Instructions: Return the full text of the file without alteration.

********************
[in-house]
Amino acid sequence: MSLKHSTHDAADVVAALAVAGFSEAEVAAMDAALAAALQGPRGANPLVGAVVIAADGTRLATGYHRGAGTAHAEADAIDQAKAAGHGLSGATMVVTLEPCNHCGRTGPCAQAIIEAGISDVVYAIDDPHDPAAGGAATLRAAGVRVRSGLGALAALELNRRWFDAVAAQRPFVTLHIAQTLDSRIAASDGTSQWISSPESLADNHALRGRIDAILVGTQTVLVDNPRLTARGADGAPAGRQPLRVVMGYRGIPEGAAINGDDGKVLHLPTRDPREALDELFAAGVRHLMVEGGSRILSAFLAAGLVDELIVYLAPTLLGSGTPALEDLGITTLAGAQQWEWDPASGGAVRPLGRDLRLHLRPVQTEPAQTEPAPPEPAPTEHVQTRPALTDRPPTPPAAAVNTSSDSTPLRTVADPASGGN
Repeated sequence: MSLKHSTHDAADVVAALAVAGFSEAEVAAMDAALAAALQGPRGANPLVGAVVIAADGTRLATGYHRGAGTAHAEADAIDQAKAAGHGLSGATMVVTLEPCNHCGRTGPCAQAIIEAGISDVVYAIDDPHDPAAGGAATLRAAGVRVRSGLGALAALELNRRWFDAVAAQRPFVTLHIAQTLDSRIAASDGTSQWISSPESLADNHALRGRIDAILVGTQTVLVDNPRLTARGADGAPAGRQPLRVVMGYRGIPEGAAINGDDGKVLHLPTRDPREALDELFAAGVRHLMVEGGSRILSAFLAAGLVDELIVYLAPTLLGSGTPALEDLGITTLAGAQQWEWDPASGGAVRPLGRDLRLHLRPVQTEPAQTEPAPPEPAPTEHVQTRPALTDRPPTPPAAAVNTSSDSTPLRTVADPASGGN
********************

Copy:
[in-house]
Amino acid sequence: MSLKHSTHDAADVVAALAVAGFSEAEVAAMDAALAAALQGPRGANPLVGAVVIAADGTRLATGYHRGAGTAHAEADAIDQAKAAGHGLSGATMVVTLEPCNHCGRTGPCAQAIIEAGISDVVYAIDDPHDPAAGGAATLRAAGVRVRSGLGALAALELNRRWFDAVAAQRPFVTLHIAQTLDSRIAASDGTSQWISSPESLADNHALRGRIDAILVGTQTVLVDNPRLTARGADGAPAGRQPLRVVMGYRGIPEGAAINGDDGKVLHLPTRDPREALDELFAAGVRHLMVEGGSRILSAFLAAGLVDELIVYLAPTLLGSGTPALEDLGITTLAGAQQWEWDPASGGAVRPLGRDLRLHLRPVQTEPAQTEPAPPEPAPTEHVQTRPALTDRPPTPPAAAVNTSSDSTPLRTVADPASGGN
Repeated sequence: MSLKHSTHDAADVVAALAVAGFSEAEVAAMDAALAAALQGPRGANPLVGAVVIAADGTRLATGYHRGAGTAHAEADAIDQAKAAGHGLSGATMVVTLEPCNHCGRTGPCAQAIIEAGISDVVYAIDDPHDPAAGGAATLRAAGVRVRSGLGALAALELNRRWFDAVAAQRPFVTLHIAQTLDSRIAASDGTSQWISSPESLADNHALRGRIDAILVGTQTVLVDNPRLTARGADGAPAGRQPLRVVMGYRGIPEGAAINGDDGKVLHLPTRDPREALDELFAAGVRHLMVEGGSRILSAFLAAGLVDELIVYLAPTLLGSGTPALEDLGITTLAGAQQWEWDPASGGAVRPLGRDLRLHLRPVQTEPAQTEPAPPEPAPTEHVQTRPALTDRPPTPPAAAVNTSSDSTPLRTVADPASGGN